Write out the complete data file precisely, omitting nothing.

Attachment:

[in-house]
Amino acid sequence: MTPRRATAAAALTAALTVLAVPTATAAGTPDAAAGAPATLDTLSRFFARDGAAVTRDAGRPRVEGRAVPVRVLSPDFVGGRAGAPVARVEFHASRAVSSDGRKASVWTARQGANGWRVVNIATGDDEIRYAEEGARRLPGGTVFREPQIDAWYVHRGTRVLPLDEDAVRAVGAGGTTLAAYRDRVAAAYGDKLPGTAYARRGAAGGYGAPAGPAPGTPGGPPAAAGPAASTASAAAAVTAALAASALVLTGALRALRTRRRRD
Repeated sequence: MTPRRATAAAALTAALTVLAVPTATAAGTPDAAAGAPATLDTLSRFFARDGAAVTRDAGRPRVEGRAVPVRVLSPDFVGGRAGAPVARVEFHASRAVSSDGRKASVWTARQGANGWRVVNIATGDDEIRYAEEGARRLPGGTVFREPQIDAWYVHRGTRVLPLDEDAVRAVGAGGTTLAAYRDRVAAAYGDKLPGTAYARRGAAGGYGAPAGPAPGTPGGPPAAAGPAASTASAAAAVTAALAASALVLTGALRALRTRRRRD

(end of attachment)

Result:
[in-house]
Amino acid sequence: MTPRRATAAAALTAALTVLAVPTATAAGTPDAAAGAPATLDTLSRFFARDGAAVTRDAGRPRVEGRAVPVRVLSPDFVGGRAGAPVARVEFHASRAVSSDGRKASVWTARQGANGWRVVNIATGDDEIRYAEEGARRLPGGTVFREPQIDAWYVHRGTRVLPLDEDAVRAVGAGGTTLAAYRDRVAAAYGDKLPGTAYARRGAAGGYGAPAGPAPGTPGGPPAAAGPAASTASAAAAVTAALAASALVLTGALRALRTRRRRD
Repeated sequence: MTPRRATAAAALTAALTVLAVPTATAAGTPDAAAGAPATLDTLSRFFARDGAAVTRDAGRPRVEGRAVPVRVLSPDFVGGRAGAPVARVEFHASRAVSSDGRKASVWTARQGANGWRVVNIATGDDEIRYAEEGARRLPGGTVFREPQIDAWYVHRGTRVLPLDEDAVRAVGAGGTTLAAYRDRVAAAYGDKLPGTAYARRGAAGGYGAPAGPAPGTPGGPPAAAGPAASTASAAAAVTAALAASALVLTGALRALRTRRRRD